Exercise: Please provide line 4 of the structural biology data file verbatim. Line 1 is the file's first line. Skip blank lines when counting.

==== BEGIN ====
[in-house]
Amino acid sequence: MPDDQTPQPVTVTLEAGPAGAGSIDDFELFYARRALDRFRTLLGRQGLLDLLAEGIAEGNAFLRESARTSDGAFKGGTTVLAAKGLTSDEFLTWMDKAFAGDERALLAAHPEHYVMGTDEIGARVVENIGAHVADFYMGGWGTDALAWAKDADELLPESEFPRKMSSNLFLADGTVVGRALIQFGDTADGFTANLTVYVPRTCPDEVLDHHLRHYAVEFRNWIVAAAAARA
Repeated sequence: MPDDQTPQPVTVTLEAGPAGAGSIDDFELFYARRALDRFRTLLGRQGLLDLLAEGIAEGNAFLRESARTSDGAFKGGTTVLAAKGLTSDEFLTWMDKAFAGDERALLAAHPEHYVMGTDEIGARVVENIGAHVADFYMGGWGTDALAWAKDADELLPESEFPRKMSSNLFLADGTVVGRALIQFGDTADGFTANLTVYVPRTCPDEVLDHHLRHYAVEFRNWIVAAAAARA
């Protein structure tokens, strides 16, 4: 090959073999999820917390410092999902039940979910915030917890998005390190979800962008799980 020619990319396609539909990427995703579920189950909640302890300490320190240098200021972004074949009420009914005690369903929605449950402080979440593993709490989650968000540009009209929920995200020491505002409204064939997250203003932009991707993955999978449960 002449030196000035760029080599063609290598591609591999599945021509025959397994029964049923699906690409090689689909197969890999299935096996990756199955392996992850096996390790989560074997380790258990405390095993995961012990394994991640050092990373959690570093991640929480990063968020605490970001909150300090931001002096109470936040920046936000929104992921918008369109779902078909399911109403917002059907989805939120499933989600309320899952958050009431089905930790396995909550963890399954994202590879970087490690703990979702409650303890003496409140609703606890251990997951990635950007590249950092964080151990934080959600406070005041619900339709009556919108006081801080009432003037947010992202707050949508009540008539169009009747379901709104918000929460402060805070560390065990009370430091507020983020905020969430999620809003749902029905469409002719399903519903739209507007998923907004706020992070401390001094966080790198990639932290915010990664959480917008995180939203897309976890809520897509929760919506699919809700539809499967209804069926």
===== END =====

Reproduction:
């Protein structure tokens, strides 16, 4: 090959073999999820917390410092999902039940979910915030917890998005390190979800962008799980 020619990319396609539909990427995703579920189950909640302890300490320190240098200021972004074949009420009914005690369903929605449950402080979440593993709490989650968000540009009209929920995200020491505002409204064939997250203003932009991707993955999978449960 002449030196000035760029080599063609290598591609591999599945021509025959397994029964049923699906690409090689689909197969890999299935096996990756199955392996992850096996390790989560074997380790258990405390095993995961012990394994991640050092990373959690570093991640929480990063968020605490970001909150300090931001002096109470936040920046936000929104992921918008369109779902078909399911109403917002059907989805939120499933989600309320899952958050009431089905930790396995909550963890399954994202590879970087490690703990979702409650303890003496409140609703606890251990997951990635950007590249950092964080151990934080959600406070005041619900339709009556919108006081801080009432003037947010992202707050949508009540008539169009009747379901709104918000929460402060805070560390065990009370430091507020983020905020969430999620809003749902029905469409002719399903519903739209507007998923907004706020992070401390001094966080790198990639932290915010990664959480917008995180939203897309976890809520897509929760919506699919809700539809499967209804069926």